Over the past several years, Oklahoma's public colleges and universities have experienced record enrollments and produced more graduates in the midst of growing public discussion about the value of a college degree and the linkage between more college degree holders and the strength of the state's economy.
A report released April 3 from the Battelle Technology Partnership Practice, commissioned by the State Chamber of Commerce Research Foundation, Oklahoma Business Roundtable and Oklahoma Department of Commerce, confirms the critical role that higher education plays in driving Oklahoma's economy forward. The study reveals that Oklahoma's public higher education system generates more than $9.2 billion in economic impacts in the state and supports more than 85,000 jobs. Further, the study finds that for every dollar of state appropriations spent on public higher education, $4.72 is returned to Oklahoma's economy. Clearly, this is a significant return on investment for the state.
Oklahoma's state system institutions are the key provider of postsecondary education, enrolling more than 190,000 students and awarding more than 32,000 degrees annually. Gov. Mary Fallin has said that increasing the number of college degree holders in Oklahoma is a top priority, and the comprehensive way state leaders have embraced a degree completion initiative, Complete College America, has led to Oklahoma's designation as a national model for degree completion. In year one, Oklahoma's public colleges and universities reported an increase of 1,934 degrees and certificates conferred, exceeding the target goal by 14 percent.
The Oklahoma Employment Security Commission tells us that 89 percent of our graduates live and work in Oklahoma one year after graduation. One of the primary reasons our graduates are staying in Oklahoma is higher education's efforts to link academic programs more closely to the stated needs of business, particularly in the areas of health care, nursing, engineering, business, aerospace and wind turbine technologies.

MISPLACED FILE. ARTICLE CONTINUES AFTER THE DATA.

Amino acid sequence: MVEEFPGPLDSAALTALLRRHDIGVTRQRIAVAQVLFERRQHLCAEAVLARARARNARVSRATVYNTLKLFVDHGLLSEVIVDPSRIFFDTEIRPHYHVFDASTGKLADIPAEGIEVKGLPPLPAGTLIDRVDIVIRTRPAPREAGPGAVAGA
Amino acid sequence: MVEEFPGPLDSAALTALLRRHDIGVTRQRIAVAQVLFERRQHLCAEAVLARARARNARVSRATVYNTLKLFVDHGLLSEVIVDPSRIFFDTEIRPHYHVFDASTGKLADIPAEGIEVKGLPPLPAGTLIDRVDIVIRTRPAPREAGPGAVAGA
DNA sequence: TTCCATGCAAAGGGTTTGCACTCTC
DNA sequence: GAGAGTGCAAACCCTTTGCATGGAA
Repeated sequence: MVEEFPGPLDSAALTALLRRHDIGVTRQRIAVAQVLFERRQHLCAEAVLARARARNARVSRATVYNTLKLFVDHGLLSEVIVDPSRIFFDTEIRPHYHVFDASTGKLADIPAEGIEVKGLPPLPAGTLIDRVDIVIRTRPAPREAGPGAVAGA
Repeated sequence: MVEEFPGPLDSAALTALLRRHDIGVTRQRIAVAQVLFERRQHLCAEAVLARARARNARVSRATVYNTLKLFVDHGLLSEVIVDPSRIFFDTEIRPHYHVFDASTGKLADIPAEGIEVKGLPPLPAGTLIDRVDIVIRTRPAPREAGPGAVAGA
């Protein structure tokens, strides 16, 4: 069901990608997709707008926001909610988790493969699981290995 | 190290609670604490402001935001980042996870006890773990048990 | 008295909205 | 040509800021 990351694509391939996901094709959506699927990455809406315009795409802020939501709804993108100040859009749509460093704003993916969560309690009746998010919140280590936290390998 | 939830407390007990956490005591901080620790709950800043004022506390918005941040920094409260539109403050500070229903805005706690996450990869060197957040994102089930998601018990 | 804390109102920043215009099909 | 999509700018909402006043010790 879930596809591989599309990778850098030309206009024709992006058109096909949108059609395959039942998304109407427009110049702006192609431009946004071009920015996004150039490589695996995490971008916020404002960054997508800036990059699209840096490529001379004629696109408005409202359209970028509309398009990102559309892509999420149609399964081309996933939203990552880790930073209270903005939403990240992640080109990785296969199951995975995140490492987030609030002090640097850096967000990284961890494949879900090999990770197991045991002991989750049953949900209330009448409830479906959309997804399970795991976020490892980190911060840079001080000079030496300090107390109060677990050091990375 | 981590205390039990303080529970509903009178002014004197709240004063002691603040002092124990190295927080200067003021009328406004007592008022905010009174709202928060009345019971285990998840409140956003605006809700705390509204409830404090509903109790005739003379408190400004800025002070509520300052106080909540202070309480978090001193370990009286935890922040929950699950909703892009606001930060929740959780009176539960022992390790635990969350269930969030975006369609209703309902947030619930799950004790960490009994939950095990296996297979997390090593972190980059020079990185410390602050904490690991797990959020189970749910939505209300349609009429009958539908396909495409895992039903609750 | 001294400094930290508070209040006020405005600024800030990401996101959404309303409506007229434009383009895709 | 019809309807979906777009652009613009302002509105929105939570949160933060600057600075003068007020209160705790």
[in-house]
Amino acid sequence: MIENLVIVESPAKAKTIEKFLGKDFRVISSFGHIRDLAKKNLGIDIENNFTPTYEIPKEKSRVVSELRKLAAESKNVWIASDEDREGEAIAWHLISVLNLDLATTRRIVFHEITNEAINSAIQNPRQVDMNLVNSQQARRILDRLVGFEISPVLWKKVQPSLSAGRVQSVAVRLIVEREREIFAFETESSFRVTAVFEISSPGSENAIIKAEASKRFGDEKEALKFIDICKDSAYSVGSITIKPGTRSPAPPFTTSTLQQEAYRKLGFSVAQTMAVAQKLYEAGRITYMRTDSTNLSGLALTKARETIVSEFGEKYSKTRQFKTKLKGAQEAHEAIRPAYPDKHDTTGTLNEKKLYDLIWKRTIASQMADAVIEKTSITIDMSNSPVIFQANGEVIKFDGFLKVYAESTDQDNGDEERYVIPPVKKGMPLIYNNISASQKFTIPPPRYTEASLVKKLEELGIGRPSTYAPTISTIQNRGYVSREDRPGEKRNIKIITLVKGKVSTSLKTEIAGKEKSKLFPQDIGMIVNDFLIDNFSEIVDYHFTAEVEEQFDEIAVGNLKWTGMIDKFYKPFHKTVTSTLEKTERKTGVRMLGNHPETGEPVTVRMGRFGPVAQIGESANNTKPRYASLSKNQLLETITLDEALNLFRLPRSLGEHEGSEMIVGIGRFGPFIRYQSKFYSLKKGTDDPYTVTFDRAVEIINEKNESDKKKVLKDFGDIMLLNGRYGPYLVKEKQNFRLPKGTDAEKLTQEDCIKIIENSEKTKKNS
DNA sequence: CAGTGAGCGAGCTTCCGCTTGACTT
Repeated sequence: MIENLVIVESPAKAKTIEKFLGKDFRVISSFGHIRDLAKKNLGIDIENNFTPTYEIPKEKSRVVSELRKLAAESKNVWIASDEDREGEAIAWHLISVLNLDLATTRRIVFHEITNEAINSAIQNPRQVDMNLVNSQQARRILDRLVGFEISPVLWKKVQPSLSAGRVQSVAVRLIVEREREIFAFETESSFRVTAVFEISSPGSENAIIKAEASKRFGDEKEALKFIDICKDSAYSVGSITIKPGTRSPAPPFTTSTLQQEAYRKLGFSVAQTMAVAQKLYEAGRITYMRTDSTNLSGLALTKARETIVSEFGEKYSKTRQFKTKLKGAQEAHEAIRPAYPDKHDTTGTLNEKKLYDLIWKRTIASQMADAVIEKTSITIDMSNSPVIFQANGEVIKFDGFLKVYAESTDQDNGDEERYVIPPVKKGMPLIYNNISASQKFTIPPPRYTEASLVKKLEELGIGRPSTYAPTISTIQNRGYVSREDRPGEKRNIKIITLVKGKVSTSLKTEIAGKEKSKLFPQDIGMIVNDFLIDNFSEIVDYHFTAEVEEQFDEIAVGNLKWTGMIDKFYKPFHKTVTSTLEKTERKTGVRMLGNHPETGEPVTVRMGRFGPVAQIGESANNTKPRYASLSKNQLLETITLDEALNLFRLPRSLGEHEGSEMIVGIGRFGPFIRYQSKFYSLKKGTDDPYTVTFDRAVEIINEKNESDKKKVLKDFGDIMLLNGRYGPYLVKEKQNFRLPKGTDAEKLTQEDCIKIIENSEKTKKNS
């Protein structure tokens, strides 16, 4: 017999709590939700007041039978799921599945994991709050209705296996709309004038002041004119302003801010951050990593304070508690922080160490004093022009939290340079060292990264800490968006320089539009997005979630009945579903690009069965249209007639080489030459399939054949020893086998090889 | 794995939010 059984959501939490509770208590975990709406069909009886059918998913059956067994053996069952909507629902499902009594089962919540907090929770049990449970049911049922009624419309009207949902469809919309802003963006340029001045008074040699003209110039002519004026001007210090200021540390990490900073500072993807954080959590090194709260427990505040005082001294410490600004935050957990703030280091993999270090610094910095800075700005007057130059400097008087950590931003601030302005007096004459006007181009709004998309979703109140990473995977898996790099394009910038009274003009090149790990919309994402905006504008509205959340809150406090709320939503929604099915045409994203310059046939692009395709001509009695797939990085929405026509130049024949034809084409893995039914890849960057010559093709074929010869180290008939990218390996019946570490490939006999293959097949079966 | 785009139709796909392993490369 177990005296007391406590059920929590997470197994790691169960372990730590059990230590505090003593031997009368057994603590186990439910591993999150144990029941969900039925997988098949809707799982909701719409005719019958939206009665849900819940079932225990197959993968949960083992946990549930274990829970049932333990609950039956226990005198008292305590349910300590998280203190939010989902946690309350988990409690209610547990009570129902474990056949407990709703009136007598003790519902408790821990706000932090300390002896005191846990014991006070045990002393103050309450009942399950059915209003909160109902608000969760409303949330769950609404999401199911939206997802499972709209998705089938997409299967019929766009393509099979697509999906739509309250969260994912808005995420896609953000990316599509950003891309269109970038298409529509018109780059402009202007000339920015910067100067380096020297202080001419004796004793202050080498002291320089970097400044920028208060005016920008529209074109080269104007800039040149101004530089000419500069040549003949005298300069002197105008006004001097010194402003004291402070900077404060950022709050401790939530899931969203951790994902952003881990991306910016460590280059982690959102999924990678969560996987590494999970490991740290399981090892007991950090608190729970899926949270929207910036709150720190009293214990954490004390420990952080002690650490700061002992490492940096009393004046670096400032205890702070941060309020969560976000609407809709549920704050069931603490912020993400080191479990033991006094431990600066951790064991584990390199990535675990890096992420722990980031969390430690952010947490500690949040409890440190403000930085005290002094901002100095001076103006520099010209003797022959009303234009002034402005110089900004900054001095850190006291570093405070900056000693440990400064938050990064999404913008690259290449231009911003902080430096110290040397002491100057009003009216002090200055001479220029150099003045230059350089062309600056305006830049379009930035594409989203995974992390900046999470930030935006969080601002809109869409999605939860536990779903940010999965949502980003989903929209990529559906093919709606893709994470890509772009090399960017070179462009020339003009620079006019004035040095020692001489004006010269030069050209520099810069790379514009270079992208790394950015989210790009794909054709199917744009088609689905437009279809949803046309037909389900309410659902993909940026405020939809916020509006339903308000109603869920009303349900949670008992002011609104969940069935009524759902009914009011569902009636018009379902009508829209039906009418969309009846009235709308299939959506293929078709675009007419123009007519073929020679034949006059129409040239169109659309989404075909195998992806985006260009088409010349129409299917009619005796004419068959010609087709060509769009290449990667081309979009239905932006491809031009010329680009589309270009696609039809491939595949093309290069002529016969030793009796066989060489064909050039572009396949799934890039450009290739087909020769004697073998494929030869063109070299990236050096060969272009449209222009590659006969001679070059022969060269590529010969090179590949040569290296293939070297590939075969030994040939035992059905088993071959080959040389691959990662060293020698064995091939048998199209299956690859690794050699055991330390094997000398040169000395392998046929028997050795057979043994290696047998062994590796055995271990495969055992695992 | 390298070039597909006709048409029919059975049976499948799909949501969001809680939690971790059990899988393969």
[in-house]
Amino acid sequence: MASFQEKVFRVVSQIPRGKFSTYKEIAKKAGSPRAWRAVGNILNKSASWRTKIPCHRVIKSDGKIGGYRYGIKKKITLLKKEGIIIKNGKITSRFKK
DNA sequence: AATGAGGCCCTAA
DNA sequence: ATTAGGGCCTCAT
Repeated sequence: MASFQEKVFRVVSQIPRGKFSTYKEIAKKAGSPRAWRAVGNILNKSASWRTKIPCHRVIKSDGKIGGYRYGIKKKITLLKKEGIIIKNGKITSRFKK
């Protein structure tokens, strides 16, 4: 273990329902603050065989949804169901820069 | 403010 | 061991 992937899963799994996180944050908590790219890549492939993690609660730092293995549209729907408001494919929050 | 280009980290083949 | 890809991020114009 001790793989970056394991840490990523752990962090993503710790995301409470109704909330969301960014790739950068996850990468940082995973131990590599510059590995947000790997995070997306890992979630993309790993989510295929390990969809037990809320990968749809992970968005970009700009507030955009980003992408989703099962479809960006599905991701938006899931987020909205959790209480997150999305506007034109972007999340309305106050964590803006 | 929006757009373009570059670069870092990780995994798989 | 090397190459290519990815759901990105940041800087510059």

Business leaders clearly value higher education. According to the FallinForBusiness.com survey report released last May, the quality of Oklahoma's college and university system is ranked by business leaders as the most important business climate strength in the state. Furthermore, 87 percent of the 5,400 Oklahoma business leaders surveyed indicated the quality of Oklahoma's higher education system was either excellent or good.
In summary, national organizations have recently rated Oklahoma's higher education system as accountable and affordable, and one that greatly benefits the people. A U.S. Chamber of Commerce report released in 2012 ranks the state system of higher education nationally as eighth in system efficiency and seventh in college affordability. The Project on Student Success reported last fall that Oklahoma has the eighth-lowest student debt in the nation.
No entity in state government can help Oklahoma reach its stated goals of educational excellence and workforce development faster or more comprehensively than public higher education. Higher education is indeed the best investment we can make for a vibrant economic future.
Johnson is chancellor of the Oklahoma State Regents for Higher Education.